Tile alternative for bathroom floors
Just when you’d thought you’d nailed your customers’ favourite decorating trend, along comes a new genre that captures your imagination and starts your design antennae twitching.
Japandi is the new kid on the block and, as its name suggests, is a hybrid of the cool, light-filled, neutral style we know and love that is Scandinavian chic; coupled with the pared back, richer and darker and more geometric Japanese style. Both have a similar aesthetic but when married together, they create a striking and compelling partnership.
For a good while now, I’ve been admiring the black framed Crittall-style windows and mentally placing them both in bathroom and kitchen spaces with the idea of bringing a strong dynamic to these spaces, forgetting momentarily that the Japanese shoji screens have been doing, very much, the same thing since I first fell in love with them at Habitat during my student years.
Matki has lovely black-framed shower cubicles, as does Drench bathrooms, and I’m a devoted fan. Combine this look with my Nero Grafite waterproof wall panels from Multipanel, and you have a dreamy bathroom space in the making.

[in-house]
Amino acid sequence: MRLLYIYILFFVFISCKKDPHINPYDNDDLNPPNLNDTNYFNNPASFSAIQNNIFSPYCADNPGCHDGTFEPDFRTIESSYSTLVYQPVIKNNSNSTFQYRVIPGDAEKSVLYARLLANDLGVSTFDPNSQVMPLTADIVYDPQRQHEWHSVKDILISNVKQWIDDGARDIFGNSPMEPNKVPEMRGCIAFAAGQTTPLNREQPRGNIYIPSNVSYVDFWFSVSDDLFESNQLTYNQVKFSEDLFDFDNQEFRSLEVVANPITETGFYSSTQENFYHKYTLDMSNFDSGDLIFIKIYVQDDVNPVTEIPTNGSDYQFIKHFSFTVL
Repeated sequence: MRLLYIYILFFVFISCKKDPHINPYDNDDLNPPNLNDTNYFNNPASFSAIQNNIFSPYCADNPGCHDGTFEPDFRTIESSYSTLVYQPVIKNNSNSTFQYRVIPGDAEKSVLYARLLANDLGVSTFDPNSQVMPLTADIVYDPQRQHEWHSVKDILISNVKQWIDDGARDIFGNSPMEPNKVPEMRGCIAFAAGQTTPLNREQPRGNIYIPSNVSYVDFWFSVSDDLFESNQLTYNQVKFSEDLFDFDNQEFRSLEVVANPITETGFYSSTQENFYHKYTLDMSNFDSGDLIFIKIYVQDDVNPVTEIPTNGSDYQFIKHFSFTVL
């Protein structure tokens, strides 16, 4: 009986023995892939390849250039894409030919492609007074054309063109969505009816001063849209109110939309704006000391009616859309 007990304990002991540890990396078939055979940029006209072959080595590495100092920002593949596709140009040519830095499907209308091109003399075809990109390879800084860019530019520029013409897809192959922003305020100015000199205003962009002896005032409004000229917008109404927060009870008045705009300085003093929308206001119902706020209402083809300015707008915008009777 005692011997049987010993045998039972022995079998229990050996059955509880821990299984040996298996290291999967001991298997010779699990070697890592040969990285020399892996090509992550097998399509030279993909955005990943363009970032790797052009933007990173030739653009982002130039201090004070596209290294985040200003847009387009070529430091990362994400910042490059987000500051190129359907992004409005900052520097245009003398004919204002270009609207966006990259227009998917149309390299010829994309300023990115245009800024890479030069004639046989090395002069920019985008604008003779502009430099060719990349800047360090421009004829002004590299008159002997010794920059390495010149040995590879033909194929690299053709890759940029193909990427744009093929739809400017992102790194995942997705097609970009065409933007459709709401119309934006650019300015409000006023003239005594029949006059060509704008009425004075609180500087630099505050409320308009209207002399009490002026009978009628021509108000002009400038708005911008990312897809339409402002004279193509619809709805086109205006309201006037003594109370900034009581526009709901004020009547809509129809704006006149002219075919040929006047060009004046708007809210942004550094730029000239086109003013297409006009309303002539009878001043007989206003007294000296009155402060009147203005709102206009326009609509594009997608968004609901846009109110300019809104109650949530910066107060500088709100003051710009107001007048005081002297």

Neatness and a simpler monochrome palette will always achieve great looks in a bathroom – really, what’s not to like? So the Japandi look is as reassuring as shopping at Ikea, in many ways. But what about the creative flair, and a sense of individuality that makes our customers’ decorated spaces stand apart from the crowd? Isn’t that what most consumers are really craving in 2018? A sense of the individual, tailor-made décor that suits their uniqueness and reflects their personalities? For me, it’s more essential than copying the latest look book.
And what of the avocado bathroom suite? And the peachy suites that my mum and dad had at home? (I can feel sharp intakes of breath as you recall wall-to-wall bathroom carpet and gold swan taps.) Where do these fit into a Japandi aesthetic?
Nowhere, I hear you say, but it’s interesting to know that the new avocado bath is making big strides in the bathroom business and it’s a compelling retake on the suites of the 70s. I feel, however, that unless your customers are hosting fashionable parties in their bathrooms, then they shouldn’t worry about switching out their white freestanding bath tubs just yet.
Encourage your customers to stick with what makes them feel great; but if they want to buy into the ‘avo’ trend that’s making a comeback, urge them to go down the accessories route rather than making the commitment to an entirely avocado suite.
In my book, a sound investment is the new black bathroom taps and shower fittings, which look lovely combined with the black-framed shower cubicles. These are more than just a nod to the Japandi trend, but can make a bathroom space unique. A bathroom is too important to get wrong, and your customers may prefer their avocado on toast rather than in the bathroom.